Replace USERNAME and PASSWORD with the SMTP credentials from Mailgun, and DOMAIN with the domain you registered on Mailgun (fully qualified domain including any subdomains). For example, if I called created SMTP credentials of FreeBSD and Passw0rd, and the domain I registered with Mailgun was smtp.marblenix.com, then the authinfo file would look like this:

AuthInfo:smtp.mailgun.org "U:FreeBSD@smtp.marblenix.com" "P:Passw0rd" "M:PLAIN"

Finally we want to set which email gets to have all the security messages sent to it. By default FreeBSD will send all security related messages to the root user, so all we'll need to do is give root an email alias.

$EDITOR /etc/mail/aliases
root:   user@example.net

Finalizing the Configuration

There is a few more steps to make to have our changes take effect. Essentially they boil down to backing up the old sendmail.cf file and building the required config files with a few sendmail helper commands.

Run the block of commands below only once. Running it more than once will erase the backup of sendmail.cf, making it very difficult to restore to the original configuration if you ever need to.
newaliases
makemap -r hash a/etc/mail/authinfo.db < /etc/mail/authinfo
make -C /etc/mail
mv /etc/mail/sendmail.cf /etc/mail/sendmail-old.cf
ln /etc/mail/$(hostname).cf /etc/mail/sendmail.cf
sysrc sendmail_enable="YES"
service sendmail restart

Finally you can test the new sendmail program with the following (replace user@example.net with your email alias you made for the root user):

echo "Test email body" | mail -s "Test Email; Please Ignore" user@example.net

Troubleshooting

If your email did not send, check the logs on the Mailgun logs page https://app.mailgun.com/app/logs. If FreeBSD did properly send the email to smtp.mailgun.org then you might see the following:

Rejected: 'Test Email; Please Ignore' Free accounts are for test purposes only. Please upgrade or add the address to authorized recipients in Account Settings.

If you do see the above message then you need to upgrade your Mailgun plan from the free account. Don't worry, if you only use Mailgun for these kinds of security messages then you'll never reach the 10,000 emails per month limit.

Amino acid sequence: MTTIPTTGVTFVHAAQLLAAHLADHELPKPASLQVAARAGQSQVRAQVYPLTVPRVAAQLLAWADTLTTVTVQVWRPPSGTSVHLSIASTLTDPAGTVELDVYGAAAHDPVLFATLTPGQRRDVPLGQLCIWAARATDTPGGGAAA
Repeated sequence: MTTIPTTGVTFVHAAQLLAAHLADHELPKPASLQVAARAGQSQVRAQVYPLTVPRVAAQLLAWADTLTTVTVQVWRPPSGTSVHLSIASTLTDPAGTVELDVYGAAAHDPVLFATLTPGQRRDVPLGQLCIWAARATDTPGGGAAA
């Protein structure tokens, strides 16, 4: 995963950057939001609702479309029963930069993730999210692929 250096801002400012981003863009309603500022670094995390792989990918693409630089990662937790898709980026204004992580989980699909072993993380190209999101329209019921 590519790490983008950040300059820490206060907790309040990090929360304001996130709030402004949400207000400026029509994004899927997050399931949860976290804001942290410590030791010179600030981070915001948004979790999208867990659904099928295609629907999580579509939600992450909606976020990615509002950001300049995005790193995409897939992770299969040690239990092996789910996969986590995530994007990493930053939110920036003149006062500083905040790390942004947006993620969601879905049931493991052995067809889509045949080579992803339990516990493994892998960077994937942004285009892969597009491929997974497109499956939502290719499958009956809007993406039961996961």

On new Mailgun accounts you are limited to 100 emails per hour. To lift this limit see this page:

https://help.mailgun.com/hc/en-us/articles/115001124753-Account-Sending-Limitation

If your email did not send and you do not see any logs inside the Mailgun logs link above, then check the maillog while sending an email.

tail -f /var/log/maillog &
echo "Test email body" | mail -s "Test Email; Please Ignore" user@example.net

You should see the following:

Aug 20 12:08:28 marblenix sendmail[54218]: from=root, size=2616, class=0, nrcpts=1, msgid=<201708XXXXXXXXXXXXX@marblenix>, relay=root@localhost
Aug 20 12:08:28 marblenix sendmail[54218]: STARTTLS=client, relay=[127.0.0.1], version=TLSv1.2, verify=FAIL, cipher=ECDHE-RSA-AES256-GCM-SHA384, bits=256/256
Aug 20 12:08:28 marblenix sm-mta[54221]: STARTTLS=server, relay=localhost [127.0.0.1], version=TLSv1.2, verify=NO, cipher=ECDHE-RSA-AES256-GCM-SHA384, bits=256/256
Aug 20 12:08:28 marblenix sm-mta[54221]: from=<root@marblenix>, size=2908, class=0, nrcpts=1, msgid=<201708XXXXXXXXXXXXX@marblenix>, proto=ESMTPS, daemon=IPv4, relay=localhost [127.0.0.1]
Aug 20 12:08:28 marblenix sendmail[54218]: to=root, ctladdr=root (0/0), delay=00:00:00, xdelay=00:00:00, mailer=relay, pri=32616, relay=[127.0.0.1] [127.0.0.1], dsn=2.0.0, stat=Sent (Message accepted for delivery)
Aug 20 12:08:28 marblenix sm-mta[54222]: STARTTLS=client, relay=smtp.mailgun.org., version=TLSv1.2, verify=OK, cipher=ECDHE-RSA-AES256-GCM-SHA384, bits=256/256
Aug 20 12:08:29 marblenix sm-mta[54222]: to=user@example.net, ctladdr=<root@marblenix> (0/0), delay=00:00:01, xdelay=00:00:01, mailer=relay, pri=33209, relay=smtp.mailgun.org. [XXX.XXX.XXX.XXX], dsn=2.0.0, stat=Sent (Great success)